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SciTec Conducts Field Test to Collect AI/ML Training Data for Counter-UAS Swarm Application

Data is king when it comes to developing new machine learning algorithms.  So earlier this month SciTec conducted a field test to collect infrared and visible data on representative drone swarms to support development of new algorithms for the counter-small unmanned aerial system (sUAS) mission.   

The threat of adversary or criminal use of sUAS against our military forces, critical infrastructure, and populace is a growing issue.  To counter these threats, we first need to detect them, and preferably with automated systems.  That’s where artificial intelligence and machine learning (AI/ML) comes in.  

“SciTec has an excellent reputation in developing AI/ML algorithms for missile warning and defense missions.  We believe these same algorithms can be applied to the counter-UAS mission” said Damien Turchi, SciTec AI/ML Scientist and Principal Investigator for this field test. “We just needed to collect enough data on a variety of representative UAS threats with a number of different cameras to get started on training the algorithms. We executed this field test under our independent research and development (IR&D) program.”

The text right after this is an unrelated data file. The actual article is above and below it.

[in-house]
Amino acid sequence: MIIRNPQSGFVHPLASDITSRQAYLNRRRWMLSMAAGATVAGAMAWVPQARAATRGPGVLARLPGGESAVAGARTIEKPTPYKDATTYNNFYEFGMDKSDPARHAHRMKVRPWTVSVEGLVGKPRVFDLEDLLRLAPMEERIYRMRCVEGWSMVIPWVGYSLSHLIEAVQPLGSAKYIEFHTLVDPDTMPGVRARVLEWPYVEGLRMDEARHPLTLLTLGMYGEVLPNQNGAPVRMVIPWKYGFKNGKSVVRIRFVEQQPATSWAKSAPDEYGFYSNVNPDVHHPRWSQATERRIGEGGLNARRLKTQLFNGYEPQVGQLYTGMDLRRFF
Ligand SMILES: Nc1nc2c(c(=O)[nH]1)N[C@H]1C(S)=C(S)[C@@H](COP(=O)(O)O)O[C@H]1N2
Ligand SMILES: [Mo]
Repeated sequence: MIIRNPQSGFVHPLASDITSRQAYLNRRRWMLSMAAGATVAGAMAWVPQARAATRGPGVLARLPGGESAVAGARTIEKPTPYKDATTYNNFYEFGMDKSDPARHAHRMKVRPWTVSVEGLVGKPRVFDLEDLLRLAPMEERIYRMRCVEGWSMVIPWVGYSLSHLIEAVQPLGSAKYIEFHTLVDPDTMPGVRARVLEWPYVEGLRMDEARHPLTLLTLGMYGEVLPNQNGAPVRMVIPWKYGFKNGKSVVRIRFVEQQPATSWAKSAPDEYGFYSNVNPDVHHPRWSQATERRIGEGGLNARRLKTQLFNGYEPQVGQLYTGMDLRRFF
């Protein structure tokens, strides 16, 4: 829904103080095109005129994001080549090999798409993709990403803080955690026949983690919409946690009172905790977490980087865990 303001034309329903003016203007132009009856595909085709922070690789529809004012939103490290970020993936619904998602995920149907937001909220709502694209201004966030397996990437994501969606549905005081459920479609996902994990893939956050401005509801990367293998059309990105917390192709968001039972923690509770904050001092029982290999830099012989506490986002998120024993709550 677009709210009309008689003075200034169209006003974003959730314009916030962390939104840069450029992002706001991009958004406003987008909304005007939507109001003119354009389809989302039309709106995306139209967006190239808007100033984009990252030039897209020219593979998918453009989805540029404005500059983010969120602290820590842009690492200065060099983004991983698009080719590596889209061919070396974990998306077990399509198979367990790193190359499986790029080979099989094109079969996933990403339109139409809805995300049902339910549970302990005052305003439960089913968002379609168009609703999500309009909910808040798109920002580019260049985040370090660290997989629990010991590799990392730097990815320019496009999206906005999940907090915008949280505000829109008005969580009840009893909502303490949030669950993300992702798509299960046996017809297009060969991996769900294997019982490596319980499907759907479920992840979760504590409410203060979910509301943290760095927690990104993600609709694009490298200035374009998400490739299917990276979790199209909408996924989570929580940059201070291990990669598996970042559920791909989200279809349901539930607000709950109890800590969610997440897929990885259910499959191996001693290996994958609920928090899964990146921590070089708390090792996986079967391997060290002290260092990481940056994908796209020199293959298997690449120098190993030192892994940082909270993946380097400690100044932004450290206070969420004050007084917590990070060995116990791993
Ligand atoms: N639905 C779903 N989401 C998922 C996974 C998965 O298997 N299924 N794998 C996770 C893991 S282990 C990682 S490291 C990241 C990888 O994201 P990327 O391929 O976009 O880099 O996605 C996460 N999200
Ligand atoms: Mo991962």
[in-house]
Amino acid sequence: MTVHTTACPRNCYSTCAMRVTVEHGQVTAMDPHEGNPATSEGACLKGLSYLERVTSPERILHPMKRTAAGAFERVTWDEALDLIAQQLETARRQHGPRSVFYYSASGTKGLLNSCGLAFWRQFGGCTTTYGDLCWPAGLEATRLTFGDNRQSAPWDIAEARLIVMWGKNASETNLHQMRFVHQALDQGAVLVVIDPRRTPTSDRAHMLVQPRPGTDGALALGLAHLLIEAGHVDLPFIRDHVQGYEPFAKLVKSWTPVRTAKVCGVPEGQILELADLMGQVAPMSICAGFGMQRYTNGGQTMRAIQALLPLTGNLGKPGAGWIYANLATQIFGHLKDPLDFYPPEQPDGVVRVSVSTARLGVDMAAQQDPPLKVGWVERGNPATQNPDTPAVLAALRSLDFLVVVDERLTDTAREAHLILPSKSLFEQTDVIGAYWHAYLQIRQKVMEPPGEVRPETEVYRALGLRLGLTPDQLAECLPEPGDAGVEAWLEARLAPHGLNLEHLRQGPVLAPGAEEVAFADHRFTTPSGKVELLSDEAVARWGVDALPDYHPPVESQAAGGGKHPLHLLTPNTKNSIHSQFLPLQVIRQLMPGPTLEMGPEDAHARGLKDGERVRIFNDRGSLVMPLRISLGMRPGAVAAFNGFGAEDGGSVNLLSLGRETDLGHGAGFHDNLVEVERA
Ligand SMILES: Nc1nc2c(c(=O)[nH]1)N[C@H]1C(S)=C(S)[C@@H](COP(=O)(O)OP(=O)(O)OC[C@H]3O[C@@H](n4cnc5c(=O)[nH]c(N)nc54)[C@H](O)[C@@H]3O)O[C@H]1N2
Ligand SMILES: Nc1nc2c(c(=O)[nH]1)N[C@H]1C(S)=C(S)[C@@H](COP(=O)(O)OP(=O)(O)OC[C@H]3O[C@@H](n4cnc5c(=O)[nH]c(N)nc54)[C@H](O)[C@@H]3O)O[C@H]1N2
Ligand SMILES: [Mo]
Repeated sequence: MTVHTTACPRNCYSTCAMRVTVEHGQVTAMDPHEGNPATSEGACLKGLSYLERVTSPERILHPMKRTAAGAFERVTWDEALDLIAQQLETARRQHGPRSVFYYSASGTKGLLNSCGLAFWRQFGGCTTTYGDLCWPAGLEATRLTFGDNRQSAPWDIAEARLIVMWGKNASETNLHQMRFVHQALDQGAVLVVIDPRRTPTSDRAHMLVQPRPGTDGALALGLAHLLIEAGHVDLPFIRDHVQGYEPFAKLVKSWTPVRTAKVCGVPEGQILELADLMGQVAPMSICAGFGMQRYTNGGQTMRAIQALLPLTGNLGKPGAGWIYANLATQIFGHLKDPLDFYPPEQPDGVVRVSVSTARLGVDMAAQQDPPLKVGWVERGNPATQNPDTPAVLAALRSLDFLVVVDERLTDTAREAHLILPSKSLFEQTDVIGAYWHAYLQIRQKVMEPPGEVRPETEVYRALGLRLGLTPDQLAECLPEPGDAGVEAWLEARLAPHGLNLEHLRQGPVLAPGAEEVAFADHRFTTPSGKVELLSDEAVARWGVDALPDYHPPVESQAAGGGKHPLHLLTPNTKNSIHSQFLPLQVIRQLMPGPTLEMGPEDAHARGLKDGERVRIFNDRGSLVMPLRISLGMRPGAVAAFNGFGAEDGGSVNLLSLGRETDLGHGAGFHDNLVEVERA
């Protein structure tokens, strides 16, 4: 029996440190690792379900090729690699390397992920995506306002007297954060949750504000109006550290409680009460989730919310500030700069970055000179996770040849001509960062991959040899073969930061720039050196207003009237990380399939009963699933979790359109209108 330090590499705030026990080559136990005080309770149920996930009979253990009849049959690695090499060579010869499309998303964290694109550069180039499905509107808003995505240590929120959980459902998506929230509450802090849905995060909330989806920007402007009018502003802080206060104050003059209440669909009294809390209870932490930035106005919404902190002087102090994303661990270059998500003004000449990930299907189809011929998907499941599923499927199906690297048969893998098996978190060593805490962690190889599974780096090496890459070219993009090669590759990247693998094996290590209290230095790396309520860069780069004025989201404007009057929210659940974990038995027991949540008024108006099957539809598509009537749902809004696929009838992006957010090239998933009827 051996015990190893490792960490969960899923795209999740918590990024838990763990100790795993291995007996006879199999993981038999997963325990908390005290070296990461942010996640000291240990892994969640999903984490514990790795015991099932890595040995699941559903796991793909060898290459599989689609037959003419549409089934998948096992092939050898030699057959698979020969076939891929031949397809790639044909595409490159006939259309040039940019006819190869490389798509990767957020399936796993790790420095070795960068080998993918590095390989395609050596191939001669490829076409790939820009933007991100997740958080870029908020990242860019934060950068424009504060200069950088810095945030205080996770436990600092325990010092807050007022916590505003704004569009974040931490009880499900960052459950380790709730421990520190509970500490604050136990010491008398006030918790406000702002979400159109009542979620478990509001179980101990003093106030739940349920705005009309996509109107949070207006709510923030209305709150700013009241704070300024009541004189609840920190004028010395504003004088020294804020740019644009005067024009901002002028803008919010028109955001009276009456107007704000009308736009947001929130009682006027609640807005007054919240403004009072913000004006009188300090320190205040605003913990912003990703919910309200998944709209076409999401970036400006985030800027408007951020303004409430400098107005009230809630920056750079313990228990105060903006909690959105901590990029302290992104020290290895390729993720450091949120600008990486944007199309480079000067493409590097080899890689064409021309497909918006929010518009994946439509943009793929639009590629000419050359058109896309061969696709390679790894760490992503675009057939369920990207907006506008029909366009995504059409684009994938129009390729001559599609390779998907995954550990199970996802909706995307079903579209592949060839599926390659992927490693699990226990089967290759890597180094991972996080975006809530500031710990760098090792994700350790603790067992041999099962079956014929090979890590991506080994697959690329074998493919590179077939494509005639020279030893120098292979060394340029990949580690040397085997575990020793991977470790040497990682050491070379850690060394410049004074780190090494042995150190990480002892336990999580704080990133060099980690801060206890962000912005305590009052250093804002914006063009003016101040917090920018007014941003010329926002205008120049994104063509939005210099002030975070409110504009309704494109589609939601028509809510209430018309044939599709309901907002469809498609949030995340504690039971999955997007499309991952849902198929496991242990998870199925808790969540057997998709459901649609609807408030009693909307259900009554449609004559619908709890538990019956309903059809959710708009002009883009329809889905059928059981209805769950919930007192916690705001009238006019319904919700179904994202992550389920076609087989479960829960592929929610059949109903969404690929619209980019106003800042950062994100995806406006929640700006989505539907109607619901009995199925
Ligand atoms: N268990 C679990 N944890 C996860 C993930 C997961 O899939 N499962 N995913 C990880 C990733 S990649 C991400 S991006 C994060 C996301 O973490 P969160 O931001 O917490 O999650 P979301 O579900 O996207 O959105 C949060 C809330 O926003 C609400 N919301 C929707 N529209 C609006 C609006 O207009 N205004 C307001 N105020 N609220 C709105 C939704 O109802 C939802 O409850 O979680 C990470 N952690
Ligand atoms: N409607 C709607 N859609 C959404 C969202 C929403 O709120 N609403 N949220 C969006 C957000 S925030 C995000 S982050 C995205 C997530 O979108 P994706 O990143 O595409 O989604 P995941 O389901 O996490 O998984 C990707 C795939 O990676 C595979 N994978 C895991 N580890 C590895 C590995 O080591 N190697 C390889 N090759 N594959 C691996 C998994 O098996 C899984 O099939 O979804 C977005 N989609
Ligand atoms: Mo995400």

The swarm scenarios featured up to nine sUAS ranging from a small custom racer to a commercial grade hexacopter.   Pilots from the Drone Academy in Ringoes, New Jersey and SciTec, flew pre-planned patterns designed to represent swarming activity.  Other SciTec operators supported data collection from a variety of commercial shortwave, midwave and longwave infrared (SWIR, MWIR, LWIR) and visible cameras.  Preliminary data show great results with both point- and extended-source targets, multiple targets in a scene, and enough background clutter and confusers to provide real-world processing challenges.  

“SciTec is engaging with a number of industry partners and Government agencies on the counter-UAS mission,” stated Craig Falci, Lead Portfolio Engineer.  “This field test collection provides us unique data on heterogenous swarms to further develop our detection and tracking solutions.”

Damien added, “Our frame processing software handled the imagery data right out of the box.  We’ll continue our IR&D effort to tune and train our algorithms to provide a demonstrable threat warning capability we can deliver as part of a future integrated solution.”